Date of Award

1988

Document Type

Dissertation

Degree Name

Doctor of Philosophy (PhD)

Department

Renewable Natural Resources

First Advisor

William J. Wiseman, Jr

Abstract

The circulation on the LMAS and adjacent regions has been characterized using historical hydrographic data and current meter data. Generalized seasonal circulation patterns have been proposed based on objective data over the inner shelf, outer shelf, and upper slope. Hydrographic data, acquired from the National Oceanographic Data Center, covering the Louisiana-Mississippi-Alabama shelf (LMAS) and slope was analyzed. Seasonal maps of dynamic heights, relative to 500 db, were computed. Inner shelf current data, acquired from the U.S. Army Corps of Engineers, was analyzed. Three current meter deployments (winter 1980, spring 1981, summer 1981) with up to eight mooring locations, along with coastal winds, were subject to complex spectral analyses, complex empirical orthogonal function analyses, and momentum balance analyses. Westward flows on the inner shelf, outer shelf and upper slope in the spring and summer are interpreted as the northern and southern portions of closed cyclonic and anticyclonic circulation cells, respectively. Spring and summer midshelf flow is eastward, with offshelf flow over the eastern LMAS shelf break. Upper slope flow continues on westward in front of the Mississippi Delta, while outer shelf flow turns northward onto the shelf just east of the Delta. These two circulating cells are assumed to continue in the fall. Flow in front of the Delta is to east in fall and winter. Winter shelf circulation appears to consist of a single cyclonic cell. There is weak offshelf flow all along the shelf-break in winter. Wave-induced sediment resuspension and advection by subtidal bottom currents are both necessary for net sediment transport on the inner shelf. Long-term hindcast wave statistics for the LMAS, acquired from the U.S Army Corps of Engineers, were analyzed. Sediment resuspension during high wave conditions can occur in water depths of 40 m or less. Highest wave conditions, with durations on the order of hours per year, may resuspension sediment in up to 80 m water depth. Sediment transport occurs primarily during prefrontal winds conducive to long waves and cyclonic inner shelf flow in the winter and spring. Outer shelf and upper slope sediments are most likely to be resuspended only by hurricane condition waves or, possibly, by direct influence of the Loop Current.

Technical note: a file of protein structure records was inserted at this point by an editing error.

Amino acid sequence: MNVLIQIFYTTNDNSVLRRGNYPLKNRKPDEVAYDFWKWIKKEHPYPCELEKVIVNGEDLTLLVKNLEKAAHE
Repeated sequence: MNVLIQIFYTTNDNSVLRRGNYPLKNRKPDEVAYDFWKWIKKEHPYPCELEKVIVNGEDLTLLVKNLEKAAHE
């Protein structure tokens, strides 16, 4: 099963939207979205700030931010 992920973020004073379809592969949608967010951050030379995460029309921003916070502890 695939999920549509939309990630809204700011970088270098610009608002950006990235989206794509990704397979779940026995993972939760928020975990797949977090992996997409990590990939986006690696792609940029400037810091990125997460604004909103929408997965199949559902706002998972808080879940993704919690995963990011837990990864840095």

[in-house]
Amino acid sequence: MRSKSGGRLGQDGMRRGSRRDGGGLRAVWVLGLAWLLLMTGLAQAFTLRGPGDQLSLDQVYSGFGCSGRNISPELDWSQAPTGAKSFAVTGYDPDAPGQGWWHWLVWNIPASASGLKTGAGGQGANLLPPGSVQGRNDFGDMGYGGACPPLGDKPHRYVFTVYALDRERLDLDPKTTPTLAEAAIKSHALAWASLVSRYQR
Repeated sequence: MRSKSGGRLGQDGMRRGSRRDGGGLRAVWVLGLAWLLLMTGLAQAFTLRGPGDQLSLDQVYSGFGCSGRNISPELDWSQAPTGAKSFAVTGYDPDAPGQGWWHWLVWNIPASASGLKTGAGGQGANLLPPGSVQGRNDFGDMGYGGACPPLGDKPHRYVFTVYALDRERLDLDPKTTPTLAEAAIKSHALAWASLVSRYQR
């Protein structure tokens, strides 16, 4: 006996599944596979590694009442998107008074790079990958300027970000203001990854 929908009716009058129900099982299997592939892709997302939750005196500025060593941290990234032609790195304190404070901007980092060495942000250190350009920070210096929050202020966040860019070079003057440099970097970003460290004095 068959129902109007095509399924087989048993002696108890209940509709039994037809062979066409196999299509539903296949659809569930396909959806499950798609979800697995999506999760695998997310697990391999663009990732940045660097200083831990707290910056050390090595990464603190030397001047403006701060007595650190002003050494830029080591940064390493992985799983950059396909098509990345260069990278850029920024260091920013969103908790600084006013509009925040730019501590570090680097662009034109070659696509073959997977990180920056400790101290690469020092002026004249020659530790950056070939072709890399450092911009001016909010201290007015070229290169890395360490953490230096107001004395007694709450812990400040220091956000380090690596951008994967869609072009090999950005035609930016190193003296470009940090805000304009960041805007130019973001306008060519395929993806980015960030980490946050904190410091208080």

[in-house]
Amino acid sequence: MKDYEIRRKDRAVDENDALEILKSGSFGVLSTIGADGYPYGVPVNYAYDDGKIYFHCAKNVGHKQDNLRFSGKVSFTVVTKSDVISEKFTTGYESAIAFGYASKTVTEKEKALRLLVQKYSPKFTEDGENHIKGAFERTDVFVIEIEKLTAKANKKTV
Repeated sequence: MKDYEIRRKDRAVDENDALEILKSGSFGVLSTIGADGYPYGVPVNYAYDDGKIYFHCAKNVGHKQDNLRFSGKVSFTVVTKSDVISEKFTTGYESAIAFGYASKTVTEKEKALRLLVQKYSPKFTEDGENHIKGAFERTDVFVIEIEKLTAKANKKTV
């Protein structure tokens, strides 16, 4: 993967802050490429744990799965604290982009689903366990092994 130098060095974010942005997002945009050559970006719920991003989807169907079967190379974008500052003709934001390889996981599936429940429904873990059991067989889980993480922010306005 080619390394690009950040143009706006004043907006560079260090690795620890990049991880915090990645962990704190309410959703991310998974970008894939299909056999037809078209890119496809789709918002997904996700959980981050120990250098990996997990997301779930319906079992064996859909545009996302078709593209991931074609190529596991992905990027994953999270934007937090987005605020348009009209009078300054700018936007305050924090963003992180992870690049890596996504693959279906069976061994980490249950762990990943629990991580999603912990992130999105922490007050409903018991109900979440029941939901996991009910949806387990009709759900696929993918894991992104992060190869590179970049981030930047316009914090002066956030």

Pages

187

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